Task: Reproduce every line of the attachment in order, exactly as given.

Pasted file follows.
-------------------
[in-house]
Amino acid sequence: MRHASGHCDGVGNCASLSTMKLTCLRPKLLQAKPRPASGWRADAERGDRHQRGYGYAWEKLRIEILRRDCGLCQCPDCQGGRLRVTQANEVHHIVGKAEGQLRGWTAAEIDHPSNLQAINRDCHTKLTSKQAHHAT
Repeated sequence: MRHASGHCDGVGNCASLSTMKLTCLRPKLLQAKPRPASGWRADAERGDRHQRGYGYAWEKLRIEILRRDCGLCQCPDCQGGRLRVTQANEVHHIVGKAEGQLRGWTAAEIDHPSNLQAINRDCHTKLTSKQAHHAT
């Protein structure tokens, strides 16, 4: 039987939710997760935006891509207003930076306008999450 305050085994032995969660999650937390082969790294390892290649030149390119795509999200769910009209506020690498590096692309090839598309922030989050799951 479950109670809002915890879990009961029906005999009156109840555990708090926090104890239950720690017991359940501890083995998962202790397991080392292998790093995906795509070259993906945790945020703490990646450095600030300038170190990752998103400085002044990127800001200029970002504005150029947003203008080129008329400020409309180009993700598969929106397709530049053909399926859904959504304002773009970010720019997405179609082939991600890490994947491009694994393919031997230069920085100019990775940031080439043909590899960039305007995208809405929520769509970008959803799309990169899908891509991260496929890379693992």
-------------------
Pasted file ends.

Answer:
[in-house]
Amino acid sequence: MRHASGHCDGVGNCASLSTMKLTCLRPKLLQAKPRPASGWRADAERGDRHQRGYGYAWEKLRIEILRRDCGLCQCPDCQGGRLRVTQANEVHHIVGKAEGQLRGWTAAEIDHPSNLQAINRDCHTKLTSKQAHHAT
Repeated sequence: MRHASGHCDGVGNCASLSTMKLTCLRPKLLQAKPRPASGWRADAERGDRHQRGYGYAWEKLRIEILRRDCGLCQCPDCQGGRLRVTQANEVHHIVGKAEGQLRGWTAAEIDHPSNLQAINRDCHTKLTSKQAHHAT
């Protein structure tokens, strides 16, 4: 039987939710997760935006891509207003930076306008999450 305050085994032995969660999650937390082969790294390892290649030149390119795509999200769910009209506020690498590096692309090839598309922030989050799951 479950109670809002915890879990009961029906005999009156109840555990708090926090104890239950720690017991359940501890083995998962202790397991080392292998790093995906795509070259993906945790945020703490990646450095600030300038170190990752998103400085002044990127800001200029970002504005150029947003203008080129008329400020409309180009993700598969929106397709530049053909399926859904959504304002773009970010720019997405179609082939991600890490994947491009694994393919031997230069920085100019990775940031080439043909590899960039305007995208809405929520769509970008959803799309990169899908891509991260496929890379693992």